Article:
From an overall data perspective, I know we talk a lot about HR data and a lot about how great HR data is. HR data is not that big. You're not getting promoted every other month, and your compatriots aren't getting promoted every other month. Or maybe they are and you just don't know it. But at the end of the day, if I get one promotion every three, four years, you know, that's probably doing okay. And so from an overall perspective, the amount of data that we have in HR is not huge. So we shouldn't be afraid to kind of look for simple techniques rather than the latest ML, AI, whatever it is that's being thrown out there. Those things work in certain arenas, but for the most part, the day-to-day people in business care about --- when is my person going to start that I hired? Why did this person leave? How can I promote better communication in my team? How can I get my people promoted and recognized? Those are all standard and relatively simplistic datasets, right? So generally speaking, I think we try and make the HR data a little bit more complex than it needs to be. And I don't think that, that that's really necessary. I think there's a lot of value in interpreting the data we do have before we try and build on things that, that talk to data that we might have.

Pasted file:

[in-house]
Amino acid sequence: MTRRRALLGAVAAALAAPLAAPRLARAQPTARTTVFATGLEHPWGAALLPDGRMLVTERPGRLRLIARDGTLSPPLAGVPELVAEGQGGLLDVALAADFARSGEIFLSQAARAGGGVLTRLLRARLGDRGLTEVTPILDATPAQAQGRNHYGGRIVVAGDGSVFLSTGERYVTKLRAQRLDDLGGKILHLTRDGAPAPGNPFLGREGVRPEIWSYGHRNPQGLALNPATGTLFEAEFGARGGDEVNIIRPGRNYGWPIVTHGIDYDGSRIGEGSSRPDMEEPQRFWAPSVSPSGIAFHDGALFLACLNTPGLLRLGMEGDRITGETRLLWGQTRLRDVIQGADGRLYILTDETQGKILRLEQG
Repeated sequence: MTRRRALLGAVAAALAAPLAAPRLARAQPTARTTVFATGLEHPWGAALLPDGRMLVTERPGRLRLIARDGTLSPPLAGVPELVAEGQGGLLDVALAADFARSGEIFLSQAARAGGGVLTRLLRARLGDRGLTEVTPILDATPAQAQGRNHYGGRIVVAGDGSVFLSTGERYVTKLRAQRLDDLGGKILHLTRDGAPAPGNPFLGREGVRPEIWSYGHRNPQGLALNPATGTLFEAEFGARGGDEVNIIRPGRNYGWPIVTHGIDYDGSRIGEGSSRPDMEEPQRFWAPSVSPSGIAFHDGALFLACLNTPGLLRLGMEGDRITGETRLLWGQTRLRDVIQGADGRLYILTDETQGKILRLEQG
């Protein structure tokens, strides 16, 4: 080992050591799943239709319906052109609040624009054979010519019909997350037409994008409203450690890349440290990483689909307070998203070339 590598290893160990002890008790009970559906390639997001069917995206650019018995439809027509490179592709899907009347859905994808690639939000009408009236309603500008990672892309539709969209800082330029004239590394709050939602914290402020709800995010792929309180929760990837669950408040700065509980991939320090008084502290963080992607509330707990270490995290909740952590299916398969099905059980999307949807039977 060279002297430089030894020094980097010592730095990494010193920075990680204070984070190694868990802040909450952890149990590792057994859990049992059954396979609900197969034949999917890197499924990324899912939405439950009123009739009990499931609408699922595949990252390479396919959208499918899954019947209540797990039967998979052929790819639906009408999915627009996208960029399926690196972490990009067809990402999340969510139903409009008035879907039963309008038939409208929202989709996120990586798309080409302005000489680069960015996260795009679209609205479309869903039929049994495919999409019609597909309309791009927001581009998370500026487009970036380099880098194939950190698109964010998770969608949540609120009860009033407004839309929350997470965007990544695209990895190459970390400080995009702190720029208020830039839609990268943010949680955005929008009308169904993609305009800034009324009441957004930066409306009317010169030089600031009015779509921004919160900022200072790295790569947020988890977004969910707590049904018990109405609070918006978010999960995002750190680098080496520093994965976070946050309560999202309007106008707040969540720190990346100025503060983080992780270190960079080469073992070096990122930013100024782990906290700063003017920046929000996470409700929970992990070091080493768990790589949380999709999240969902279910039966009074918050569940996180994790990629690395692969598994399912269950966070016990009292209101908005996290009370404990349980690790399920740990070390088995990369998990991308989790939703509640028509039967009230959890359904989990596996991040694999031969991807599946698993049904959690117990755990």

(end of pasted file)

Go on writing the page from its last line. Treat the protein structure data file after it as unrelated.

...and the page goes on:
Barba: That's great. Again, thank you. So many good real-life examples of how you're creating value through Workday, through creativity, and, thinking outside the box, if you will, to use a cliche. And again, thank you so much for joining me.
Chang: Thank you so much for inviting me. It was a pleasure.
Barba: Of course. We've been talking about how Comcast finds insights with Workday Prism Analytics with Jay Chang. Be sure to follow us wherever you listen to your favorite podcasts. And remember, you can find our entire podcast catalog at workday.com/podcasts. I'm your host, Jeremiah Barba. And I hope you have a great Workday.